On August 1, 2006, the same day on which this Order is issued, I dismissed Phoenix's amended complaint against the SRC Defendants, Robert H. Arnold, and R.H. Arnold & Company, Inc.,*fn2 for lack of subject matter jurisdiction pursuant to Rule 12(b)(1) of the Federal Rules of Civil Procedure.

II. DISCUSSION

Even when a court has no power to adjudicate the merits of an action for lack of subject matter jurisdiction, it still retains the authority to impose sanctions. See Schlaifer Nance & Co., Inci v. Estate of Warhol, 194 F.3d 323, 333 (2d Ciri 1999) (citations omitted). This is so because "the imposition of sanctions is an issue collateral to and independent from the underlying case." Idi (citing Cooter & Gell v. Hartmarx Corp., 496 U.Si 384, 395-96 (1990)). Accordingly, the parties' dispute over the amount of attorney's fees and costs associated with the sanctions motion is properly before me.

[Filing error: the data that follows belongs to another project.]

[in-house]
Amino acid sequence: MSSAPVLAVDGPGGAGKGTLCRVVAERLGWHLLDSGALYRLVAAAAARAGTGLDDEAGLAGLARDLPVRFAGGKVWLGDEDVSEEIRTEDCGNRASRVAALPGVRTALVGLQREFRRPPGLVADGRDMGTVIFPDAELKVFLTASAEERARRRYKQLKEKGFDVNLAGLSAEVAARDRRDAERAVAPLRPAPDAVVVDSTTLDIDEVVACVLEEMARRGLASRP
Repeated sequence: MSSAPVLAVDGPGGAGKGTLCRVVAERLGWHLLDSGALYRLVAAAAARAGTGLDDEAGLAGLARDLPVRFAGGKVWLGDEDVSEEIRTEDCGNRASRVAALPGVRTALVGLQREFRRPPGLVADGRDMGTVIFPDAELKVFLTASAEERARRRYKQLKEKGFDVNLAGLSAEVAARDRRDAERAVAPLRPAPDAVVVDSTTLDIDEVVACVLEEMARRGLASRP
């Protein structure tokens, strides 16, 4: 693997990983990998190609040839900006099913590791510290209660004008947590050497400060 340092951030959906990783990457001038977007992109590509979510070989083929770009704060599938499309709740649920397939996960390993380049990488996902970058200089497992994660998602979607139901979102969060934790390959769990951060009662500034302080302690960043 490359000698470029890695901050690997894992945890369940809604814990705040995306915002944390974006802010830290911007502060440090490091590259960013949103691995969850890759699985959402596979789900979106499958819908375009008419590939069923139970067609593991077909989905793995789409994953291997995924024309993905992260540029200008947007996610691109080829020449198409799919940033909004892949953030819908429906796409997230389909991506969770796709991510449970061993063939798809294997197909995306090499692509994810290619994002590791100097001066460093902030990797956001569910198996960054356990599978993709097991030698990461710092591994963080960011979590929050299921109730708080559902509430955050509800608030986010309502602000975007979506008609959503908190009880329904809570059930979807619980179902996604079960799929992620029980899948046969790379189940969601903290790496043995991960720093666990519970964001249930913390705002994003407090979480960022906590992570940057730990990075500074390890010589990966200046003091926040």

The district court has discretion to determine the amount of an award of attorney's fees and costs. See Chambers v. NASCO, Inc., 501 U.S. 32, 56-57 (1991). "The initial estimate of a reasonable attorney's fee is properly calculated by multiplying the number of hours reasonably expended on the litigation times a reasonable hourly rate." Blum v. Stenson, 465 U.S. 886, 888 (1984). In determining whether an hourly rate is reasonable, the court must look to the market rates "prevailing in the community for similar services by lawyers of reasonably comparable skill, experience, and reputation." Gierlinger v. Gleason, 160 F.3d 858, 882 (2d Cir. 1998) (quoting Blum, 465 U.S. at 896 n.11). In assessing the reasonableness of the number of hours claimed, the court must look first at the attorney's records documenting the time, and then to "its own familiarity with the case and its experience generally." DiFilippo v. Morizio, 759 F.2d 231, 236 (2d Cir. 1985); see Santa Fe Natural Tobacco Co. vi Spitzer, No. 00 Civ. 7274, 2002 WL 498631, at *3 (S.D.N.Y. Mar. 29, 2002) (citations omitted). If the court finds that the fee claimed is excessive, or that the time spent was wasteful or redundant, it may reduce the number of hours claimed or order an "across-the-board percentage reduction" in the number of compensable hours or in the fee award. Santa Fe Natural Tobacco Co., 2002 WL 498631, at *3; see Ass'n of Holocaust Victims for Restitution of Artwork and Masterpieces vi Bank Austria Creditanstalt AG, No. 04 Civ. 3600, 2005 WL 3099592, at *7 (S.DiN.Y. Nov. 17, 2005).